John Holland flies the wings off his homebuilt
airplane. To date he has put over 1,500 hours on the machine in a combination
of business and pleasure trips that range from running up to Chicago
to make a sales pitch to other dentists about his computer software
or hopping over to the Bahamas for a weekend. A dentist by training
and trade, Holland is the stereotypical American entrepreneur in that
he has built a sizeable business in robotic animation (the real life-looking
mechanical marvels for which Disney is known) and a software business
in addition to his denistry practice. And woven throughout all of
these activities are his main mode of transportation: his homebuilt
John’s aircraft is one of those fancy homebuilts that came in a
kit, absolutely complete,right down to the last cotter pin, nut and bolt
and widget required. The airplane was absolutely state-of-the-art since
it was designed to be built easy and fly fast.
What's he flying? A Lancair, a Glasair, or any of the other superkits?
Hardly! John Holland's homebuilt airplane that has continually
negated his need for a production craft is a BD-4. This slab-sided, Hershey
bar winged wonder first appeared as plans in 1968 and began showing up
in people's driveways as big kit boxes in 1970. Twenty years ago Bede
was already doing what most of sport aviation regarded as a phenomenon
of the 1980s — the completed kit concept.
Both Wittman and Bede had
a knack for making square corners go fast.
Jim Bede, the hyperkinetic leprechaun from Wichita, was nothing if not
innovative and creative. Bede gave us what appeared to be an endless
string of aircraft designs going from the BD-1 to the BD-10. With all
the furor over the controversial BD-5, it's easy for people to forget
that Bede has had other projects in his life. The various BD numbers
denote airplanes that are almost totally different from one another.
They range from a 65 horse every person's air-plane that eventually mutated
into the Grumman American line to the current dream-bird, the Mach two
BD-10 jet. Like we said, Jim is nothing if not innovative. Also, he pioneered
a large number of structural concepts, the most enduring being
the metal-to-metal bonding which, although hardly taking the industry
by storm, has certainly made the Grumman American line what it is.
The BD-4 is a combination of concepts that are not all that unusual in
designing personal four-place airplanes. It's the way Bede approached
these concepts that made them work. Basically what Jim wanted was an
airplane that must be a good cross-country personal machine, was easy
to build, and had to be a low-demanding machine for the average pilot
to fly. Nothing new here, but it's the way Bede approached
the design that made the airplane so different.
When the concept of cross-country was tossed into the kettle, Bede automatically
said the airplane had to have decent speed and long legs in the form
of lots of fuel. As designed, the airplane was supposed to have from
108 to 200-hp, although the 150s and 180s were the preferred engines.
The 108s were relegated to the two-place role. Sort of the Piper Colt
of the BD clan. The airplane's specification sheets boasted it would
do 175 or 80 with an 0-360 180-hp Lycoming in front. The design carried
52 gallons of fuel in the wings, the gallonage being an easier number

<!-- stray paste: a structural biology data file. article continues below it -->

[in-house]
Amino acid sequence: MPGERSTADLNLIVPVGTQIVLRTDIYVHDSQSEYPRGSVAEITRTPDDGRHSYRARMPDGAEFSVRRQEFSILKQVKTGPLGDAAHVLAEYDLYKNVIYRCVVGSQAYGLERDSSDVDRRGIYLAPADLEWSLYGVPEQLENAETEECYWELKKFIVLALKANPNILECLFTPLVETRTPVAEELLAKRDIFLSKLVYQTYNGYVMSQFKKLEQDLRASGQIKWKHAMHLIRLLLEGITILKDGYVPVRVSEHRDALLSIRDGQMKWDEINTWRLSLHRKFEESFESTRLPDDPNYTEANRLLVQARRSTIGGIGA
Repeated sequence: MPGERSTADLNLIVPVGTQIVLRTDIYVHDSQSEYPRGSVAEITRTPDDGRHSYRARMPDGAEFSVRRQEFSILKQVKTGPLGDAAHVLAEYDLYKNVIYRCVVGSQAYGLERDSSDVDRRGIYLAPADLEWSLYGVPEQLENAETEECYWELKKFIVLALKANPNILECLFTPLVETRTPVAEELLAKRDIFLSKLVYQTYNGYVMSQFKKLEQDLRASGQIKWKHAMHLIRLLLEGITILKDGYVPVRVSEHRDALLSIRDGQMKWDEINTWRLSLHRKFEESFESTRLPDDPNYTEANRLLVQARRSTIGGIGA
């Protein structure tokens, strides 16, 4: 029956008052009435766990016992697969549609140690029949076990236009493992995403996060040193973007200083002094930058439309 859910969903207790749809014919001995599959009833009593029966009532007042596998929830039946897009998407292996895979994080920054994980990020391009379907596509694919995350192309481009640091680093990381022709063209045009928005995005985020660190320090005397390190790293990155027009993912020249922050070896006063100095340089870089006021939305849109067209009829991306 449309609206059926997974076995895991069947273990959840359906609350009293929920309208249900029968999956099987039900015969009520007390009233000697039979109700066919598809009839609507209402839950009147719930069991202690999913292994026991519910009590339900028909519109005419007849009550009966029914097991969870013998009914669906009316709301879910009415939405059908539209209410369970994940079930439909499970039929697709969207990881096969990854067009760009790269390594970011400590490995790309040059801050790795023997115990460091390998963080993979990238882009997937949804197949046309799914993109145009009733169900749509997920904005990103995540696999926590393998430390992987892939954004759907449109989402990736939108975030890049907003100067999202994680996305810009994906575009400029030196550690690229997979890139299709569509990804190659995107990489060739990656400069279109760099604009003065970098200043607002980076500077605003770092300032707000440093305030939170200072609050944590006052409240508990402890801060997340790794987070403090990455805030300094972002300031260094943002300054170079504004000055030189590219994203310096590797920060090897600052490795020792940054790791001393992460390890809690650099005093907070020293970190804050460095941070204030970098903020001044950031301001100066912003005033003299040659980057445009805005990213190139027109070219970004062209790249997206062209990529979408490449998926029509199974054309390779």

to obtain than the speed, as it turned out.
In the easy-to-build category, Bede broke lots of new ground. The most
obvious being the fuselage structure which used a .063 aluminum
angle bolted together to form a truss work with the skin bonded to
it. The wings were an innovative tour de force — depending on
your point of view.
The spars were almost a Bede signature since they were a large diameter
aluminum tube looking not unlike a piece of irrigation pipe.
Slid down over the brown spars were identical wing sections consisting
of airfoil shaped fiberglass tubs that were open at one end with the
other end featuring not only the rib, but it was joggled to allow the
next "tub" to snuggle over it for a good bonding surface.
The inboard sections of the wing were sealed to act as fuel tanks,
hence the 52 gallons. And this could be increased simply by opting
to utilize any of the other airfoil sections.
In an effort to keep the airplane as easy as possible to build, Bede
worked hard to eliminate those last minute runs to the local airplane
parts store. And to do this, he set up the kits so that they were complete
down to the last cotter pin. The kits were complete down to an engine
which, in 1970 dollars, sold for $5980 with the 150 Lycoming.
It's instructional to think that of the purchase price of
the BD-4 kits, $3-4000 consisted of the price of a 150 or
180-hp Lycoming. Speak of the good old days!
To keep the airplane strong in the easy-to-fly category, Jim Bede once
again stuck to his own guns in utilizing his own personal
definition of "easy!' Bede appears to appreciate the big airplane
characteristics offered through higher wing loadings in that the airplanes
are less bothered by winds and turbulence and the absolute definitive
BD handling package can be seen in the early series Grumman American
Yankees. Actually, as originally conceived, the AA-1 Yankee
was to be the cheapest personal airplane available with the purchase
price being $2500 when utilizing an overhauled 65 horse Continental.
It's a little hard to get a handle on exactly how many BD-4s
have been built but, in 1970, the last time goodold Air Progress ran
a story on the airplane, an excess of 350 kits had been ordered. So it's
fair to guess that maybe as many as 500 kits were sold for a total of
2-300 completed airplanes.
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